Quick Hit Matthew Blake Thursday July 12th, 2012, 4:53pm

Maligned CPS Budget Proposal Might Not Be Final Version

What do the Chicago Teachers Union, Occupy Chicago, the Chicago Tribune editorial page, the Chicago Civic Federation, and Moody’s credit rating agency all have in common? They have each slammed the Chicago Public Schools for proposing a budget that drains the system’s entire $349 million rainy day fund.

The widespread disapproval raises the question of whether the Board of Education, which is appointed by Mayor Rahm Emanuel and typically rubber stamps any CPS proposal, might suggest changes to the new budget at its July 26 meeting.

“There is no support for this,” says Rod Estevan of Access Living, who specializes in CPS budget issues. “I would not be surprised if they came forward with another budget.”

Complicating any budget is that CPS is negotiating a new collective bargaining deal with CTU. A fact finder is supposed to present his recommendations Monday to both sides on central bargaining issues including raises, health benefits and performance evaluation procedures.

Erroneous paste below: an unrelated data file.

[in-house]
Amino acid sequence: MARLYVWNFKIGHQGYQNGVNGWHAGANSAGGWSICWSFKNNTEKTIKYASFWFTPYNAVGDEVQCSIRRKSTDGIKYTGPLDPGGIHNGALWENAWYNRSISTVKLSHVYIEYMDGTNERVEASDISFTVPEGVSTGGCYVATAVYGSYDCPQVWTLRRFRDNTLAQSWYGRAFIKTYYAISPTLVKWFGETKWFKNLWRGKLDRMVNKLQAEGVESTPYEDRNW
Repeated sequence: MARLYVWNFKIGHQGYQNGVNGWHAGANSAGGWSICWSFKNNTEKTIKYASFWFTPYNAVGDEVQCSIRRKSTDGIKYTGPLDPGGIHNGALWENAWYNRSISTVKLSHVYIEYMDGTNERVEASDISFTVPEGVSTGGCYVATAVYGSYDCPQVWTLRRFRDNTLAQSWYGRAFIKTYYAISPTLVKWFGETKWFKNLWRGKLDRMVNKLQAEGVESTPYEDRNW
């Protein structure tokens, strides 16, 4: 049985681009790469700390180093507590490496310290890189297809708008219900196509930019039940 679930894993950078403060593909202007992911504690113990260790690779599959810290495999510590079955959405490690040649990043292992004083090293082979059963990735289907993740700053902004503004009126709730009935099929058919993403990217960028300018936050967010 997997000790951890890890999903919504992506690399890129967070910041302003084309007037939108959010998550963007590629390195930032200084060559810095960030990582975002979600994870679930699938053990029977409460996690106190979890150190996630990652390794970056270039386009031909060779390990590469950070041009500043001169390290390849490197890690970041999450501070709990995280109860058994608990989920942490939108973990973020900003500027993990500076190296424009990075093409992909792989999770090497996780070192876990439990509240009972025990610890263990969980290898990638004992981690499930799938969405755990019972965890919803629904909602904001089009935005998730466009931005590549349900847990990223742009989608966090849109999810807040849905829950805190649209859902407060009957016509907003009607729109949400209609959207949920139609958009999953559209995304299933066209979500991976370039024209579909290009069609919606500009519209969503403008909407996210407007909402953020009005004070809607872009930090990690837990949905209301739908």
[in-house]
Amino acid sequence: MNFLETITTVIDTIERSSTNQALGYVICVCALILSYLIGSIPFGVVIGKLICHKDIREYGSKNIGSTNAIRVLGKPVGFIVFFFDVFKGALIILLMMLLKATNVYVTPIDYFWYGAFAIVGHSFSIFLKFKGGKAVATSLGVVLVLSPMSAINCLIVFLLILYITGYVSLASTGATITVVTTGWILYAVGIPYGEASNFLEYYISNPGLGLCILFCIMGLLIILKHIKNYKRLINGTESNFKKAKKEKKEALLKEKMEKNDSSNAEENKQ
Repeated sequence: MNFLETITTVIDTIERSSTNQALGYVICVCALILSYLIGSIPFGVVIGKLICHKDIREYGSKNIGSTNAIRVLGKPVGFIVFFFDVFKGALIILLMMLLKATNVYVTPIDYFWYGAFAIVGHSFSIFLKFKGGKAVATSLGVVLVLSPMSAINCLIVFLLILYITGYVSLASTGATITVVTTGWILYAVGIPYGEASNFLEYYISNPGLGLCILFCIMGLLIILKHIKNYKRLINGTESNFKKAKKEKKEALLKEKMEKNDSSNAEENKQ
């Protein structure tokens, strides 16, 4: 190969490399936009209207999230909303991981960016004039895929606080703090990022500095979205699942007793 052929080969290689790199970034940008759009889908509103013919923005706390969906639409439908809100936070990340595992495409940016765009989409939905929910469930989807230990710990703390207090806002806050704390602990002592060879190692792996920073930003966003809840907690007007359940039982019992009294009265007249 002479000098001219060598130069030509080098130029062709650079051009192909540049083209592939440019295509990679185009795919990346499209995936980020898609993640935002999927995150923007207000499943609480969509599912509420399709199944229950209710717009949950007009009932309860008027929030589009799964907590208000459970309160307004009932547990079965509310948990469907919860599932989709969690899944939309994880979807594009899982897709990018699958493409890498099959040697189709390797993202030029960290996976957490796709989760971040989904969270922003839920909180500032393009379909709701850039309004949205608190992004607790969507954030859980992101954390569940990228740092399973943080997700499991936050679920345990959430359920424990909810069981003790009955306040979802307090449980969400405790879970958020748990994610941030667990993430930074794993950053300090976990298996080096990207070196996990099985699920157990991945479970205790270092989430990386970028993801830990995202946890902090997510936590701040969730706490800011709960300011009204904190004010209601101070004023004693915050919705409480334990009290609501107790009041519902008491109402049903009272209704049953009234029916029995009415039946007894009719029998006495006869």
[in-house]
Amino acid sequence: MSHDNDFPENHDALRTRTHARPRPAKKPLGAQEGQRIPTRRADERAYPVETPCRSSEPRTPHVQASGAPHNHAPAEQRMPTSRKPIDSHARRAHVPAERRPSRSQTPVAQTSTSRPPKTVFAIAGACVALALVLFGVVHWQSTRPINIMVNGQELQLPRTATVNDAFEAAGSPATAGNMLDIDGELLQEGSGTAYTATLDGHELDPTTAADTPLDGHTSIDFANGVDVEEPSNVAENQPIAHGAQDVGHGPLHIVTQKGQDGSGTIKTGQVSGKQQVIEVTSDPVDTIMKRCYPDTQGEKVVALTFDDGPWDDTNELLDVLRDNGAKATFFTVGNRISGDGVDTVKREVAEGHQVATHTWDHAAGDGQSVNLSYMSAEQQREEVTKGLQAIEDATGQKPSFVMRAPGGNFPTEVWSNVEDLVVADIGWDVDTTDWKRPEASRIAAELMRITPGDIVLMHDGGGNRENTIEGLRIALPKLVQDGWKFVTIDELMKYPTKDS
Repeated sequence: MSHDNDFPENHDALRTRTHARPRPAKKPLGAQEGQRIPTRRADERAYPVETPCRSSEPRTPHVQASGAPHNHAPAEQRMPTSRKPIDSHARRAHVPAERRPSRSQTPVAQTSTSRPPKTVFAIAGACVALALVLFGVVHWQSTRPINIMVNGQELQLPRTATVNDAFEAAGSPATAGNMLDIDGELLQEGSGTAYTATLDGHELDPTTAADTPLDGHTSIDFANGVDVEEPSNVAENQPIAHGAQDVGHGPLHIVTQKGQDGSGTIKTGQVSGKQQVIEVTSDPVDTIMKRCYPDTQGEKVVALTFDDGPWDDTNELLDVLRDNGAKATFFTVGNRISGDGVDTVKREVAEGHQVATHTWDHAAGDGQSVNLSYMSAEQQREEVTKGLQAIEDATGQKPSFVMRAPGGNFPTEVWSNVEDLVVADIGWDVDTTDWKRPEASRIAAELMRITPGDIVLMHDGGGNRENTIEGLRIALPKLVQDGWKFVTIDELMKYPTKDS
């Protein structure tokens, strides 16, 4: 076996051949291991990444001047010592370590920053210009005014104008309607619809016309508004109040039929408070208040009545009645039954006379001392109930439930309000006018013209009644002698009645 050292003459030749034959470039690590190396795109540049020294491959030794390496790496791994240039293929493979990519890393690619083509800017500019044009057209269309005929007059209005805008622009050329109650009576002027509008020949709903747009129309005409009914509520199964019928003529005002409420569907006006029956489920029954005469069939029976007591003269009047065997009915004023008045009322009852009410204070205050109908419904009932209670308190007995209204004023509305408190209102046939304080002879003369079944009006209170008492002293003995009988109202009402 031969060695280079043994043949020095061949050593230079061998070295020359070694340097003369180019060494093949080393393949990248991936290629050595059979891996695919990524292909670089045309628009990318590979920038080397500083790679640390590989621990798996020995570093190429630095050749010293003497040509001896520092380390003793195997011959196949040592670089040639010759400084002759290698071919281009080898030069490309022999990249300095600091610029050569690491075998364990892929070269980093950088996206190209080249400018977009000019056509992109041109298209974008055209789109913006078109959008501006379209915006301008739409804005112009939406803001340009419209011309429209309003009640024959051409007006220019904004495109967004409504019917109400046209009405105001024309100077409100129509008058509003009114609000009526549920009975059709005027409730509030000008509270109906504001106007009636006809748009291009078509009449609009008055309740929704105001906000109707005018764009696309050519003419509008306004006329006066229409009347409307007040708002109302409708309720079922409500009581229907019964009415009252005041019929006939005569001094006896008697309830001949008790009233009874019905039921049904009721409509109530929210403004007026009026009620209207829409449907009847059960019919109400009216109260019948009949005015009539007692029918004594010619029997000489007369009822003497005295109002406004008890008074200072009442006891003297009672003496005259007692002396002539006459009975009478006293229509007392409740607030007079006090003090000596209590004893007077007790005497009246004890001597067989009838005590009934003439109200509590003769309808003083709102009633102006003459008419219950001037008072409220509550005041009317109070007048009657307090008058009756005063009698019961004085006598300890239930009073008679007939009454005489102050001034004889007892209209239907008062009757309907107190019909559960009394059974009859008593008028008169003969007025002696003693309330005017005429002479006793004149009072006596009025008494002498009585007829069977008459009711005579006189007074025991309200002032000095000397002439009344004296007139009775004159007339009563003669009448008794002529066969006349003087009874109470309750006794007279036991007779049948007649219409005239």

The $5.16 billion budget CPS proposed for the 2012-13 school year includes a two percent teacher raise, as well as two percent pay hikes for administration positions. However, CTU wants a 29 percent raise over the next two years, partly as compensation for a seven-hour school day CPS plans to implement next year.

“The budget could change enormously,” Estevan says. “An arbitrator could easily say, ‘fair is fair boys’ if you are changing work rules, you need a bigger raise.”

CPS spokeswoman Robyn Ziegler says that such budget changes are “not known at this time as we are still negotiating with CTU.”

Following a fiscal crisis before the 1979-80 school year, the state government created the Illinois School Finance Authority that set up a reserve fund for CPS. If the budget stays as is, it would mark the first time in the ensuing three decades that CPS enters a school year with no reserve funds.